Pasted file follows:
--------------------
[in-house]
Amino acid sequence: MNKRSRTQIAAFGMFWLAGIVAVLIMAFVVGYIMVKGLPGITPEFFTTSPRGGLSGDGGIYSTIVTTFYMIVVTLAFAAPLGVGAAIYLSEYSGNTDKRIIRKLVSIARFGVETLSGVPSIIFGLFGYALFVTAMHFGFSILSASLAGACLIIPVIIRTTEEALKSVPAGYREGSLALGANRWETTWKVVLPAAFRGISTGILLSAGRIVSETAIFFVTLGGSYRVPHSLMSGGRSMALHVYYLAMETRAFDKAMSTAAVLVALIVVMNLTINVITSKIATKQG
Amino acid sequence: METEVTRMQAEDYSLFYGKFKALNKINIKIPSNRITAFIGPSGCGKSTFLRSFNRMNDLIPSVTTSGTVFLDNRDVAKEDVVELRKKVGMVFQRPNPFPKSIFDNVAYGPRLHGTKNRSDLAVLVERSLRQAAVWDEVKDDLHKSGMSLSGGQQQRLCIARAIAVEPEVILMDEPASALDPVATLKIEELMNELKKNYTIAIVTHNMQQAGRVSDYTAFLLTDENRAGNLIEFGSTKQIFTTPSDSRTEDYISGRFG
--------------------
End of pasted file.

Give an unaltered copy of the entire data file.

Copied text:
[in-house]
Amino acid sequence: MNKRSRTQIAAFGMFWLAGIVAVLIMAFVVGYIMVKGLPGITPEFFTTSPRGGLSGDGGIYSTIVTTFYMIVVTLAFAAPLGVGAAIYLSEYSGNTDKRIIRKLVSIARFGVETLSGVPSIIFGLFGYALFVTAMHFGFSILSASLAGACLIIPVIIRTTEEALKSVPAGYREGSLALGANRWETTWKVVLPAAFRGISTGILLSAGRIVSETAIFFVTLGGSYRVPHSLMSGGRSMALHVYYLAMETRAFDKAMSTAAVLVALIVVMNLTINVITSKIATKQG
Amino acid sequence: METEVTRMQAEDYSLFYGKFKALNKINIKIPSNRITAFIGPSGCGKSTFLRSFNRMNDLIPSVTTSGTVFLDNRDVAKEDVVELRKKVGMVFQRPNPFPKSIFDNVAYGPRLHGTKNRSDLAVLVERSLRQAAVWDEVKDDLHKSGMSLSGGQQQRLCIARAIAVEPEVILMDEPASALDPVATLKIEELMNELKKNYTIAIVTHNMQQAGRVSDYTAFLLTDENRAGNLIEFGSTKQIFTTPSDSRTEDYISGRFG